Turning Sleeping Bag Inside Out?

tina
tina custer, sdMember, Moderator Posts: 42
edited September 8 in THE GEAR LAB

Is there any reason why I can't turn my HMG quilt inside out for a slightly more varied experience? The inside of mine is silver and the outside is navy. If it's warmer, would turning the silver toward the sun better reflect light, rather than reflecting heat back towards my body? Is there something about this approach that I might be missing? I've never seen anyone do it before and I'm curious. I also like silver better than navy, so consider this a pointless aesthetic question, as well.

Comments

  • wentzelltj
    wentzelltj Out ThereMember Posts: 1

    Hey Tina,

    There would be some minor caveats such as the pad attachment clips and draw string orientation would be upside down. Our quilt is symmetrical, so flipping it inside out doesn’t affect the fit/geometry in a major way. You could still wrap it around you as normal.

    Many companies, in the past and current, strategically use colorways on the inside of quilts/bags. A black shell fabric inherently dries faster as it absorbs more light than other colors on the spectrum. Flip it inside out, throw it out in the sun, and let it bake. In field use, especially with ultralight (quick drying) fabrics and high quality down... it doesn't make a significant difference given outdoor conditions are so variable and the ultralight examples dry so efficiently with a bit of wind and sun.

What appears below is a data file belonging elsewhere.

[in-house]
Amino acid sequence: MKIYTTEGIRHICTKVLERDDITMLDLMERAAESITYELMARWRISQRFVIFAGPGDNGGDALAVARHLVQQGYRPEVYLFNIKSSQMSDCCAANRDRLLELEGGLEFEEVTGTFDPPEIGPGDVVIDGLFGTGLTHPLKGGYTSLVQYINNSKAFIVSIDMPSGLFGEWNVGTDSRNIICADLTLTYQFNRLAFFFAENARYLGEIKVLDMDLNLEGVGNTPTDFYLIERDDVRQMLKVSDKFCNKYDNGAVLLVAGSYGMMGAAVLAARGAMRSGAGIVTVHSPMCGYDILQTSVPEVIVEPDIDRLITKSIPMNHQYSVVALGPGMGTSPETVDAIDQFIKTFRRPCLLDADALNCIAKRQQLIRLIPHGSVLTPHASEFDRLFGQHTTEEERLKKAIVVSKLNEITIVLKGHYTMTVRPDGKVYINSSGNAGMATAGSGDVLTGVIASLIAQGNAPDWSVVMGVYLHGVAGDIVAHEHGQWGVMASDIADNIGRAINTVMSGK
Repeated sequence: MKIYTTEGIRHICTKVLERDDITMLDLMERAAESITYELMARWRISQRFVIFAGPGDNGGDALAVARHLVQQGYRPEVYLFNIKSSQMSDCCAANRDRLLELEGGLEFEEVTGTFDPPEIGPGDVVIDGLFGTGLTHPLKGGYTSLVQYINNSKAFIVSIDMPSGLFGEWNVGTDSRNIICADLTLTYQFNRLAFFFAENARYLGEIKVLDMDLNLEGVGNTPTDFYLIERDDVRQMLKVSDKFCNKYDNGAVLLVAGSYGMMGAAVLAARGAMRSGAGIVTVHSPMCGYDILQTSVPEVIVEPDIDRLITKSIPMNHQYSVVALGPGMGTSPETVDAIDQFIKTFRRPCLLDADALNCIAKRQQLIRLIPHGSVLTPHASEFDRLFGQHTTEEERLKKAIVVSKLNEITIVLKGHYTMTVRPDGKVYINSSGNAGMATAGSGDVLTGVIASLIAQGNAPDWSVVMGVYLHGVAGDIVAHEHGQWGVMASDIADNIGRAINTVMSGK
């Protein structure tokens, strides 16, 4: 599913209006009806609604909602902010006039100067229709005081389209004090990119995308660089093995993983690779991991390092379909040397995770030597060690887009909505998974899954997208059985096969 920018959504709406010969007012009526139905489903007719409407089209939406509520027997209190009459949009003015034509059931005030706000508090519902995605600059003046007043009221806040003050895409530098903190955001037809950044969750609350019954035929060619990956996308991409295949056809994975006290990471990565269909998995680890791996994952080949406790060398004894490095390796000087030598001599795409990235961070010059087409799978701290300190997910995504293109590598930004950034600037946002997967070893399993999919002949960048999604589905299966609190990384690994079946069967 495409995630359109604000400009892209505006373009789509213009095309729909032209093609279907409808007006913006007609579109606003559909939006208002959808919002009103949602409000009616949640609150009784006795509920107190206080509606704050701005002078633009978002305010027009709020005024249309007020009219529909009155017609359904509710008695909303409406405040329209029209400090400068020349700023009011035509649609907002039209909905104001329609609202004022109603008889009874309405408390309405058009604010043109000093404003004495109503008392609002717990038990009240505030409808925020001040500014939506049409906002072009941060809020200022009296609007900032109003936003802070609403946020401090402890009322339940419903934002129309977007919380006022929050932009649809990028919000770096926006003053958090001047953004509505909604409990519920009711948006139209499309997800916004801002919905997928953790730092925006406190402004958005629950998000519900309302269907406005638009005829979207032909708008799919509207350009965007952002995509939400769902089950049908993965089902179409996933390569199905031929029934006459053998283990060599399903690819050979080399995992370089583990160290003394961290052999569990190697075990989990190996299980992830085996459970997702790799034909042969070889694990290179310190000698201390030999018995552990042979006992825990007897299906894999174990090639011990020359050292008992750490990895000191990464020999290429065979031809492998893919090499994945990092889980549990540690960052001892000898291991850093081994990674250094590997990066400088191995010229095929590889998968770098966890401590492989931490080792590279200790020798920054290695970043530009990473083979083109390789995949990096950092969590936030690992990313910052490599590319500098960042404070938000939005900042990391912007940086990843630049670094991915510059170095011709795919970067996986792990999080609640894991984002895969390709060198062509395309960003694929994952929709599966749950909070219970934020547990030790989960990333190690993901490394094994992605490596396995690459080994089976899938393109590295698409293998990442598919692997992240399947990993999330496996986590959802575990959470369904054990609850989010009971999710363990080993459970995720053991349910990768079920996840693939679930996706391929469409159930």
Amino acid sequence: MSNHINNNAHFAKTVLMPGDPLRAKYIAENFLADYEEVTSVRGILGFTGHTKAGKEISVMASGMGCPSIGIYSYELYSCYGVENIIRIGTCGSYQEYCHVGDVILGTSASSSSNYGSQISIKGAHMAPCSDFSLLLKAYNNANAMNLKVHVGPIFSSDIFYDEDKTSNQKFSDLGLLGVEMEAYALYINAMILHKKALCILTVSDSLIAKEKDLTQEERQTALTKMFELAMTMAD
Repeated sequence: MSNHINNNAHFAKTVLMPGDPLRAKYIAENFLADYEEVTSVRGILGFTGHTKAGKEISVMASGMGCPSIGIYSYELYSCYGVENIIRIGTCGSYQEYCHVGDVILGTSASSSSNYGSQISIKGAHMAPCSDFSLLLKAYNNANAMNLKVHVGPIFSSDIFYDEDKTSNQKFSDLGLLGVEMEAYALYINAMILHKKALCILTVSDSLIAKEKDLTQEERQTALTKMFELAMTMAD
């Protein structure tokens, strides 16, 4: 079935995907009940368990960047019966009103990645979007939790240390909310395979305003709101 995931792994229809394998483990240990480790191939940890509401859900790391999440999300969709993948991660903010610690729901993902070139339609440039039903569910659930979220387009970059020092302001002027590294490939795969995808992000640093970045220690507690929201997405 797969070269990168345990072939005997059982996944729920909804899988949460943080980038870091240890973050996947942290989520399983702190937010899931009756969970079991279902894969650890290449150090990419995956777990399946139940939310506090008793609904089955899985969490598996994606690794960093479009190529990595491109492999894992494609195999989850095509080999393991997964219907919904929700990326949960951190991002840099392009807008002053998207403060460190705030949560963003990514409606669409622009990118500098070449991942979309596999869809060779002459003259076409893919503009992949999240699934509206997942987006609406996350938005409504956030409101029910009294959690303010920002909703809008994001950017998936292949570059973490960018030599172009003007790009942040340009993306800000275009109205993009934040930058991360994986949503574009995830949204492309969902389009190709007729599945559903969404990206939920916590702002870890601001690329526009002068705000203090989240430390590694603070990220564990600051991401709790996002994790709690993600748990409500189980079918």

Personally, I've never found turning a quilt inside out facilitates faster drying in field use. The outside shell generally gets the brunt of condensation/dew while your heat producing body is slowly drying the quilt from the inside during the night. The outer shell is more subjected to getting wet (think touching your footbox to the wall of a tent with condensation or just waking up with your bag (and everything else you humped into the forest) covered in dew.

    On reflecting heat with 7d ultralight shell fabrics. In theory, yes. The color spectrum does have some science with it. In real world use, I doubt it makes any significant difference with 7d in the field. Our fabrics have very little reflective properties. Mechanical venting is far more effective at dissipating heat.

    When you start to incorporate thermally reflective material in the design of a bag, you can increase warmth and some manufacturers take this approach on alpine/expedition bags. In the simplest form, it’s incorporating the technology of reflective space blankets while overcoming breathability challenges.

    Another instance is constructing the inside of a quilt with a high visibility interior for emergency circumstances. Not many people want a blaze orange exterior for aesthetic reasons, but having a high visibility piece of equipment, with a large surface area, SAR has a greater chance of seeing you from the bird in the sky. Flip that high visibility interior to the outside and signal a helicopter like your life depends on it.

    There’s no reason why you couldn’t flip your ultralight quilt inside out and use it as such but it shouldn’t make a significant difference with reflecting or retaining warmth.

    Regards

  • tina
    tina custer, sdMember, Moderator Posts: 42

    Thank you so much for this thorough and thoughtful answer! Exactly what I was looking for and I really appreciate it. My perfect quilt would be black and blaze orange... but I guess I'm weird 🤣